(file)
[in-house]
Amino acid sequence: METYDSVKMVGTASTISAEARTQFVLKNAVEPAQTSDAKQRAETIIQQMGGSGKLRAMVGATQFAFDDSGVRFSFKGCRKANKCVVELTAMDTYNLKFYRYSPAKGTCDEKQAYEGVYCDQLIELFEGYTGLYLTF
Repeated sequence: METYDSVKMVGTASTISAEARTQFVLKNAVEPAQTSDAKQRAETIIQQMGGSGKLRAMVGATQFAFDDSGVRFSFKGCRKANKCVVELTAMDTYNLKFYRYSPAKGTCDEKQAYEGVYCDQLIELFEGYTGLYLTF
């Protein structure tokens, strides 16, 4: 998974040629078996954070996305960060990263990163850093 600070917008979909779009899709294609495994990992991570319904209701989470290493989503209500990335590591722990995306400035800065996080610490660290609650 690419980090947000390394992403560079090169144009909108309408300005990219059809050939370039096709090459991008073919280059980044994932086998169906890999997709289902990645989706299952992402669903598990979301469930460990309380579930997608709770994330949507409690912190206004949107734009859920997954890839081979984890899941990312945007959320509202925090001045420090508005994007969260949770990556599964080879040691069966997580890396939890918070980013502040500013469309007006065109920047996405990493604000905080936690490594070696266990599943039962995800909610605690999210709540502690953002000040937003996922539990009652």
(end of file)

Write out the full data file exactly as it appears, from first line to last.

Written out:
[in-house]
Amino acid sequence: METYDSVKMVGTASTISAEARTQFVLKNAVEPAQTSDAKQRAETIIQQMGGSGKLRAMVGATQFAFDDSGVRFSFKGCRKANKCVVELTAMDTYNLKFYRYSPAKGTCDEKQAYEGVYCDQLIELFEGYTGLYLTF
Repeated sequence: METYDSVKMVGTASTISAEARTQFVLKNAVEPAQTSDAKQRAETIIQQMGGSGKLRAMVGATQFAFDDSGVRFSFKGCRKANKCVVELTAMDTYNLKFYRYSPAKGTCDEKQAYEGVYCDQLIELFEGYTGLYLTF
């Protein structure tokens, strides 16, 4: 998974040629078996954070996305960060990263990163850093 600070917008979909779009899709294609495994990992991570319904209701989470290493989503209500990335590591722990995306400035800065996080610490660290609650 690419980090947000390394992403560079090169144009909108309408300005990219059809050939370039096709090459991008073919280059980044994932086998169906890999997709289902990645989706299952992402669903598990979301469930460990309380579930997608709770994330949507409690912190206004949107734009859920997954890839081979984890899941990312945007959320509202925090001045420090508005994007969260949770990556599964080879040691069966997580890396939890918070980013502040500013469309007006065109920047996405990493604000905080936690490594070696266990599943039962995800909610605690999210709540502690953002000040937003996922539990009652």